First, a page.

There’s no reference to affordable housing, and I am curious as to how they have built it in.  One simply cannot automate and robotize one’s way out of the need for a lower-income population of service workers, of which the Gulf countries have a huge and continuously burgeoning need:

 

And yet Masdar seems like the fulfillment of that idea.

 

Seems to you, Mr. Ouroussoff.

 

It’s my opinion and I’m sticking with it

 

Ever since the notion that thoughtful planning could improve the lot of humankind died out, sometime in the 1970s, both the mega-rich and the educated middle classes have increasingly found solace by walling themselves off inside a variety of mini-utopias.

 

Sitting here in my Cambridge house, an eight-minute walk to the subway in the midst of an affluent but extremely diverse and messy city, I find this proposition more than questionable.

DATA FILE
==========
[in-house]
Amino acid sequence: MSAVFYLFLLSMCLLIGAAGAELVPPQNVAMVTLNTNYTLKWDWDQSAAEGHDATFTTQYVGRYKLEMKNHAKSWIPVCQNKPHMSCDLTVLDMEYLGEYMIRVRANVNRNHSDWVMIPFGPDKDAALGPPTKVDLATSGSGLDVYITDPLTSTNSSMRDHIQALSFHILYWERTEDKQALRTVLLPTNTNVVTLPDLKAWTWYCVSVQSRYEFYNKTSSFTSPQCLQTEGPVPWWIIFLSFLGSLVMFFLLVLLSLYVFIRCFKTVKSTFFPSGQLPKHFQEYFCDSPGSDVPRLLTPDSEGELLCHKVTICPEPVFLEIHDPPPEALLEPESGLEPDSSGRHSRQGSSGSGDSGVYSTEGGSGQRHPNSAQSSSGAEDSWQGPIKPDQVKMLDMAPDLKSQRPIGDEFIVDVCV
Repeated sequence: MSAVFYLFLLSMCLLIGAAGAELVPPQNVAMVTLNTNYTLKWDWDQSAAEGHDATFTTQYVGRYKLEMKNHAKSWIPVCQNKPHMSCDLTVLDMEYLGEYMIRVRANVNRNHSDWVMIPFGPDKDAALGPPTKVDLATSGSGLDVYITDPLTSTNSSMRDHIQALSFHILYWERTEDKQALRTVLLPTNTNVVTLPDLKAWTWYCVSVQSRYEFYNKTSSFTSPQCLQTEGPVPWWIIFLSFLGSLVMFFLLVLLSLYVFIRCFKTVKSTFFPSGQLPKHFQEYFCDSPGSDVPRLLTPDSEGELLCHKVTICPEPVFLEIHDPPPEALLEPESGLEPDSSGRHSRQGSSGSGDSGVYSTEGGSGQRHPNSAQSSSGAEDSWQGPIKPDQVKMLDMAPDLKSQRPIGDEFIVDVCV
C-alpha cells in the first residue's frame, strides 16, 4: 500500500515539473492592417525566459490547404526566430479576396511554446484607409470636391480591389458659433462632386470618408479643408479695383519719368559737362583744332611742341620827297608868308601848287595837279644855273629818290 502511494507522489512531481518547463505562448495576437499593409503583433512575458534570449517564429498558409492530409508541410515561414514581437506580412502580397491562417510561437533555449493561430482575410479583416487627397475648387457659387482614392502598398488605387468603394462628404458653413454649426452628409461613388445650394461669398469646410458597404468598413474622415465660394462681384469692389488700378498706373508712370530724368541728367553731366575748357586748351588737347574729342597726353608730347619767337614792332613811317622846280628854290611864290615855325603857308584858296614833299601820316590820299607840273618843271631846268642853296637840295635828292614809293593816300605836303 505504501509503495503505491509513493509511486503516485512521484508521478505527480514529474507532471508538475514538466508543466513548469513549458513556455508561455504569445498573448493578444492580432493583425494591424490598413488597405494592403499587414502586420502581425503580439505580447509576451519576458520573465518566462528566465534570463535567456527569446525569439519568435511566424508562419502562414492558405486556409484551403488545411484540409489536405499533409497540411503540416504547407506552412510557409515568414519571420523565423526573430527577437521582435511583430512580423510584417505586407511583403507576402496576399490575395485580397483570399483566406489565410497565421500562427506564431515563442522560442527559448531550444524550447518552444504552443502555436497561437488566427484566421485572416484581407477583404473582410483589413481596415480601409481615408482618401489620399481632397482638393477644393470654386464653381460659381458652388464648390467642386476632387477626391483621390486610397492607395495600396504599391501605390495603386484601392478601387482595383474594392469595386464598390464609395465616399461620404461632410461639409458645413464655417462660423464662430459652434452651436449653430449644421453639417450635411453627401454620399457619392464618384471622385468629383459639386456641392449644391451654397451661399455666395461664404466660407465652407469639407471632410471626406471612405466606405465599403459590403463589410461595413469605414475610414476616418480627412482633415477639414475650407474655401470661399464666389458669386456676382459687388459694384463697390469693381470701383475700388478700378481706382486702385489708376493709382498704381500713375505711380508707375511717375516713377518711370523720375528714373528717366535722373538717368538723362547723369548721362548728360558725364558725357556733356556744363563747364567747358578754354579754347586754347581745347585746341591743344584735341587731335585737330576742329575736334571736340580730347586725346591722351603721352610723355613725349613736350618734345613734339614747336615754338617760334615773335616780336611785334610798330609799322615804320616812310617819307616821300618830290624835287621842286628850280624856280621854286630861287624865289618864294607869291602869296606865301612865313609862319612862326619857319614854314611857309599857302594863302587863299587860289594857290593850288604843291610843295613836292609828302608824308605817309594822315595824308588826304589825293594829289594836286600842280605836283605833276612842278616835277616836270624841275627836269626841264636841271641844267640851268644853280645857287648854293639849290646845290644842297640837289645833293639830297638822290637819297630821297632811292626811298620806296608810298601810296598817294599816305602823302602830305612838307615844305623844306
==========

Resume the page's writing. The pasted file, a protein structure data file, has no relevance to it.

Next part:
This has involved not only the proliferation of suburban gated communities, but also the transformation of city centers in places like Paris and New York into playgrounds for tourists and the rich.

 

Would it be too cheeky to note that Mr. Ouroussoff lives in New York, a mega-city necessary for the pursuit of not only his profession (architecture critic) but also his wife’s (fine art painter)?

 

No, really, these are very affordable paintings

 

Masdar is the culmination of this trend: a self-sufficient society, lifted on a pedestal and outside the reach of most of the world’s citizens.

 

Nonsense – Masdar creates a society out of a hostile environment, an activity that has been the hallmark of humanity ever since we started growing hops and making beer along the Nile’s banks.

 

Even with a river, you need dwellings to survive in the desert

 

Stepping out of this space into one of the “Personal Rapid Transit” stations brings to mind the sets designed by Harry Lange for “2001: A Space Odyssey.”